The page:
At NetCraftsmen, we get to do a lot of network assessments where we examine and evaluate a customer’s network, including the network management implementation. As a result of this work, we’ve identified a set of network management architectural elements. There are currently seven elements in the architecture, shown in the figure below. Each element provides a key piece of functionality that provides visibility into the network’s operation. There are multiple products that provide functionality for each of the elements, so you are not tied to a particular product.
The first, and most important component, is an event collection and management system. It allows the network to report things that it is experiencing. You can think of it as the pulse of the network. Changes in the pulse rate or the types of events being received indicate a significant change that should be investigated.
Events are either syslog or SNMP traps, both of which are asynchronous events, different only in their formatting. Note that a Cisco 6500 has ten times as many syslog messages than SNMP trap messages, so syslog is the richest source of information. But don’t ignore SNMP traps, which are the only source of data from some devices. There are ways to convert SNMP traps into syslog messages, so that one processing engine can handle both.
Log processing of the stream of syslog/trap messages is key to avoid being overwhelmed with the message volume that a large network can generate. I’ve described a key mechanism here before, the syslog summary script and filtering events, both of which improve the management of log data.
Network Change and Configuration Management potentially has the greatest opportunity for network improvement. Analysts who have studied this space report that over 40% of all network outages are due to human error. By automating configuration changes, making network configurations more consistent, and reducing the number of variations in network configurations, the network can be made much more reliable. The key function in NCCM is to track configuration changes and to store backup copies of all configurations.
Knowing what is on the network and collecting configurations from all that equipment is key to good change and configuration management. That’s why the NCCM element includes network discovery. You can only manage what you see. The network inventory is an is simple by-product of discovery, allowing easy verification of what devices and components to include in vendor maintenance programs.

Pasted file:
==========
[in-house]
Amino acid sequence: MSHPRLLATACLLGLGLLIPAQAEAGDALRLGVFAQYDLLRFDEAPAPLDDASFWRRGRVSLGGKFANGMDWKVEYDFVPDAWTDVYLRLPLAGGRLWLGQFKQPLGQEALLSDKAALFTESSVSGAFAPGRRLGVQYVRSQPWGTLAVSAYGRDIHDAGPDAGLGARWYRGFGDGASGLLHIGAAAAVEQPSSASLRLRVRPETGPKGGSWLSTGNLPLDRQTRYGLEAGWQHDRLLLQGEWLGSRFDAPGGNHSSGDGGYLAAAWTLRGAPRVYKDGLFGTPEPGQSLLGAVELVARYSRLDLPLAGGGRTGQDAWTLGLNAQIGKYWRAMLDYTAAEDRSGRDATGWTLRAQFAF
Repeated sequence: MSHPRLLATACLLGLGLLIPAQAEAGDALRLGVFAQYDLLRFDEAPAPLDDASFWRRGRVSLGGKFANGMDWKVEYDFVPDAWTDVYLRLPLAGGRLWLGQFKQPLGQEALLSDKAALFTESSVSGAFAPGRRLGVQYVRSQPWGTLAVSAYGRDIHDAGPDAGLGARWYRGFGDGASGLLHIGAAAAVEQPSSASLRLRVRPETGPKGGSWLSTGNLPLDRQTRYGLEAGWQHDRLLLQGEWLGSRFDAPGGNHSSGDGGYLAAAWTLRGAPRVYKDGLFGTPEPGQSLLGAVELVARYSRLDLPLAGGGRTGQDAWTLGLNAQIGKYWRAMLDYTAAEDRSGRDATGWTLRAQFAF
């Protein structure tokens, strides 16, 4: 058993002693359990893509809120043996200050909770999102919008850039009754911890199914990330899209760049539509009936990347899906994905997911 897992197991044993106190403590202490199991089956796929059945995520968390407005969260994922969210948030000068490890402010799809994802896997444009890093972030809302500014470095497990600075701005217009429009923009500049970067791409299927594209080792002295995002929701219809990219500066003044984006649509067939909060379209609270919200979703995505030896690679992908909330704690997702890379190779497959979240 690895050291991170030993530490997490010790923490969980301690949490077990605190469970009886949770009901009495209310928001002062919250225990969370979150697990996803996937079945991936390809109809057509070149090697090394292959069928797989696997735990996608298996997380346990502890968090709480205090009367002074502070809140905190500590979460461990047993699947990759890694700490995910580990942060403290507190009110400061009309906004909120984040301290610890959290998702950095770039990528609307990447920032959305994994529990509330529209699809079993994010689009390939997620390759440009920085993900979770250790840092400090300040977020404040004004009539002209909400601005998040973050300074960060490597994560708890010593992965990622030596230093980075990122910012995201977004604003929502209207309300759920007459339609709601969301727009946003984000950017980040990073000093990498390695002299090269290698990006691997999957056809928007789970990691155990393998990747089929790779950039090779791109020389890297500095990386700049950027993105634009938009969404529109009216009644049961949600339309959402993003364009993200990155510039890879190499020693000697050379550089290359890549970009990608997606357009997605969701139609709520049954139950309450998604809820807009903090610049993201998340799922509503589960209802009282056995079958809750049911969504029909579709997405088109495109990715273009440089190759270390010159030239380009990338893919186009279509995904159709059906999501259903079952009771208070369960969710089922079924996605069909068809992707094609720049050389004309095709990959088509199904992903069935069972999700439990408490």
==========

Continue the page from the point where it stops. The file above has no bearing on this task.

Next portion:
We find that including analysis of the configurations is essential, both for adherence to organizational policies and to identify exceptions to industry best practices. Collecting some additional operational data allows the analysis to extend to the implementation. For example, we regularly find networks with very large spanning trees (VLANs). Organizations typically don’t think much of spanning tree scope or size until they have a serious spanning tree loop that takes out a significant piece of their network. We’ve had several customers experience extensive outages in the last year. A more serious example is described in an interesting CIO Magazine article “All Systems Down“. Cisco has a good article “Spanning Tree Protocol Problems and Related Design Considerations” that describes different types of failures, how to design around them, and how to troubleshoot an STP loop. You can’t determine how large a spanning tree implementation will be from the configurations – you have to look at the operational data in the network. That’s what NetMRI does better than any other tool that I’ve used.
I’ll describe the additional elements of the architecture in the next few posts.
Other posts in this series:
Re-posted with Permission
NetCraftsmen would like to acknowledge Infoblox for their permission to re-post this article which originally appeared in the Applied Infrastructure blog under http://www.infoblox.com/en/communities/blogs.html.